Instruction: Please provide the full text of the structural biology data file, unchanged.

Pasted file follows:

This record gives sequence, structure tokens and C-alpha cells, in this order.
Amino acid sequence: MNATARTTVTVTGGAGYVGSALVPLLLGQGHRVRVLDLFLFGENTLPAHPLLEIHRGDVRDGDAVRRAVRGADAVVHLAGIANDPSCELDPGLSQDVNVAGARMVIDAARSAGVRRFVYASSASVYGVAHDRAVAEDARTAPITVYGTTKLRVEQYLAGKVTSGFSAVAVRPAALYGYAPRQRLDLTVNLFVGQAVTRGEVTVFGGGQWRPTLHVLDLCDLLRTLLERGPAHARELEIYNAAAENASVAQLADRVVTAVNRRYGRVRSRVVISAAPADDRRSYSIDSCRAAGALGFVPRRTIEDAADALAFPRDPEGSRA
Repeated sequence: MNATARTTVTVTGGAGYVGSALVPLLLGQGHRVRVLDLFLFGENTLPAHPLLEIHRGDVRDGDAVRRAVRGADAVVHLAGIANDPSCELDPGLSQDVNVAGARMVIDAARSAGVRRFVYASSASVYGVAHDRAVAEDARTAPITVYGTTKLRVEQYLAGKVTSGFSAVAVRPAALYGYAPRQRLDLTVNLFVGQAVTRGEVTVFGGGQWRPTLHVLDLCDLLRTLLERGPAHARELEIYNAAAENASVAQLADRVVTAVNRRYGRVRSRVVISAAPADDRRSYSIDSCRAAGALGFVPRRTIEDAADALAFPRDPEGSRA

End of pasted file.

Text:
This record gives sequence, structure tokens and C-alpha cells, in this order.
Amino acid sequence: MNATARTTVTVTGGAGYVGSALVPLLLGQGHRVRVLDLFLFGENTLPAHPLLEIHRGDVRDGDAVRRAVRGADAVVHLAGIANDPSCELDPGLSQDVNVAGARMVIDAARSAGVRRFVYASSASVYGVAHDRAVAEDARTAPITVYGTTKLRVEQYLAGKVTSGFSAVAVRPAALYGYAPRQRLDLTVNLFVGQAVTRGEVTVFGGGQWRPTLHVLDLCDLLRTLLERGPAHARELEIYNAAAENASVAQLADRVVTAVNRRYGRVRSRVVISAAPADDRRSYSIDSCRAAGALGFVPRRTIEDAADALAFPRDPEGSRA
Repeated sequence: MNATARTTVTVTGGAGYVGSALVPLLLGQGHRVRVLDLFLFGENTLPAHPLLEIHRGDVRDGDAVRRAVRGADAVVHLAGIANDPSCELDPGLSQDVNVAGARMVIDAARSAGVRRFVYASSASVYGVAHDRAVAEDARTAPITVYGTTKLRVEQYLAGKVTSGFSAVAVRPAALYGYAPRQRLDLTVNLFVGQAVTRGEVTVFGGGQWRPTLHVLDLCDLLRTLLERGPAHARELEIYNAAAENASVAQLADRVVTAVNRRYGRVRSRVVISAAPADDRRSYSIDSCRAAGALGFVPRRTIEDAADALAFPRDPEGSRA